Applied Microbiology and Biotechnology

, Volume 98, Issue 19, pp 8235–8252

Genetic and metabolic analysis of the carbofuran catabolic pathway in Novosphingobium sp. KN65.2

  • Thi Phi Oanh Nguyen
  • Damian E. Helbling
  • Karolien Bers
  • Tekle Tafese Fida
  • Ruddy Wattiez
  • Hans-Peter E. Kohler
  • Dirk Springael
  • René De Mot
Applied genetics and molecular biotechnology

DOI: 10.1007/s00253-014-5858-5

Cite this article as:
Nguyen, T.P.O., Helbling, D.E., Bers, K. et al. Appl Microbiol Biotechnol (2014) 98: 8235. doi:10.1007/s00253-014-5858-5

Abstract

The widespread agricultural application of carbofuran and concomitant contamination of surface and ground waters has raised health concerns due to the reported toxic effects of this insecticide and its degradation products. Most bacteria that degrade carbofuran only perform partial degradation involving carbamate hydrolysis without breakdown of the resulting phenolic metabolite. The capacity to mineralize carbofuran beyond the benzofuran ring has been reported for some bacterial strains, especially sphingomonads, and some common metabolites, including carbofuran phenol, were identified. In the current study, the catabolism of carbofuran by Novosphingobium sp. KN65.2 (LMG 28221), a strain isolated from a carbofuran-exposed Vietnamese soil and utilizing the compound as a sole carbon and nitrogen source, was studied. Several KN65.2 plasposon mutants with diminished or abolished capacity to degrade and mineralize carbofuran were generated and characterized. Metabolic profiling of representative mutants revealed new metabolic intermediates, in addition to the initial hydrolysis product carbofuran phenol. The promiscuous carbofuran-hydrolyzing enzyme Mcd, which is present in several bacteria lacking carbofuran ring mineralization capacity, is not encoded by the Novosphingobium sp. KN65.2 genome. An alternative hydrolase gene required for this step was not identified, but the constitutively expressed genes of the unique cfd operon, including the oxygenase genes cfdC and cfdE, could be linked to further degradation of the phenolic metabolite. A third involved oxygenase gene, cfdI, and the transporter gene cftA, encoding a TonB-dependent outer membrane receptor with potential regulatory function, are located outside the cfd cluster. This study has revealed the first dedicated carbofuran catabolic genes and provides insight in the early steps of benzofuran ring degradation.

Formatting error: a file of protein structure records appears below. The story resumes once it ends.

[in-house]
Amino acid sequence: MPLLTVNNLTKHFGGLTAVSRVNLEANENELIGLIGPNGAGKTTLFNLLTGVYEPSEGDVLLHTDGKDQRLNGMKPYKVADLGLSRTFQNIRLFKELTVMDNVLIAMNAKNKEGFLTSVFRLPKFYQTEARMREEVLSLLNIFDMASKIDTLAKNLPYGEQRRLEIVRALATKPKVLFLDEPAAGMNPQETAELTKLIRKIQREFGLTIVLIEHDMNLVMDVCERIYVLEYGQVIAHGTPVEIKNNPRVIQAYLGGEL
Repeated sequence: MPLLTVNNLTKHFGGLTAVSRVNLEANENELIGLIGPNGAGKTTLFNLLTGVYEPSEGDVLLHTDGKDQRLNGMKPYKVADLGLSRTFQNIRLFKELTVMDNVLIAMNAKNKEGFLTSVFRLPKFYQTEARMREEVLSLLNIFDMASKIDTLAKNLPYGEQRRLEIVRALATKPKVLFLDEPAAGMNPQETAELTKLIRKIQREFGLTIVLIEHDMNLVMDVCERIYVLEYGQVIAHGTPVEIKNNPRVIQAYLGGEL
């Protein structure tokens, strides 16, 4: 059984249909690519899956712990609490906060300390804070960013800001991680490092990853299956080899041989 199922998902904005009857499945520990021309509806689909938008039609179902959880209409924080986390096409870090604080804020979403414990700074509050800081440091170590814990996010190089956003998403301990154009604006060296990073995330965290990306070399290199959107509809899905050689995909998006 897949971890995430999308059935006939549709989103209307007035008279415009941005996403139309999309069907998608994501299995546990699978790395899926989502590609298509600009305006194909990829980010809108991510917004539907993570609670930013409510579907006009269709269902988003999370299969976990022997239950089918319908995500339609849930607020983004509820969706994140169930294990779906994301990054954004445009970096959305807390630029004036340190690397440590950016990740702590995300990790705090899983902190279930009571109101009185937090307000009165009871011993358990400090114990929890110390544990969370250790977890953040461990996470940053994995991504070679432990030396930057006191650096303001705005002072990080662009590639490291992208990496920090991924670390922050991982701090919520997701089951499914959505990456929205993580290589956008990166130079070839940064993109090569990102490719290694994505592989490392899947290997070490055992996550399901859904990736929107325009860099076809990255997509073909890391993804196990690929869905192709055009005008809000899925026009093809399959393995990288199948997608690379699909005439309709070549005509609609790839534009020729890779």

Keywords

Methylcarbamate Sphingomonad Proteomics Metabolites cfd genes 

Supplementary material

253_2014_5858_MOESM1_ESM.pdf (905 kb)
ESM 1(PDF 905 kb)

Copyright information

© Springer-Verlag Berlin Heidelberg 2014

Authors and Affiliations

  • Thi Phi Oanh Nguyen
    • 1
    • 2
  • Damian E. Helbling
    • 3
  • Karolien Bers
    • 1
  • Tekle Tafese Fida
    • 1
  • Ruddy Wattiez
    • 4
  • Hans-Peter E. Kohler
    • 3
  • Dirk Springael
    • 1
  • René De Mot
    • 5
  1. 1.Division of Soil and Water Management, Department of Earth and Environmental SciencesKU LeuvenLeuvenBelgium
  2. 2.Department of Biology, College of Natural SciencesCan Tho UniversityCan ThoVietnam
  3. 3.Department of Environmental MicrobiologySwiss Federal Institute of Aquatic Science and Technology (EAWAG)DübendorfSwitzerland
  4. 4.Department of Proteomics and Microbiology, Research Institute for BiosciencesUniversity of MonsMonsBelgium
  5. 5.Centre of Microbial and Plant GeneticsKU LeuvenLeuvenBelgium
  6. 6.School of Civil and Environmental EngineeringCornell UniversityIthacaUSA
  7. 7.Department of Civil and Chemical EngineeringGeorgia Institute of TechnologyAtlantaUSA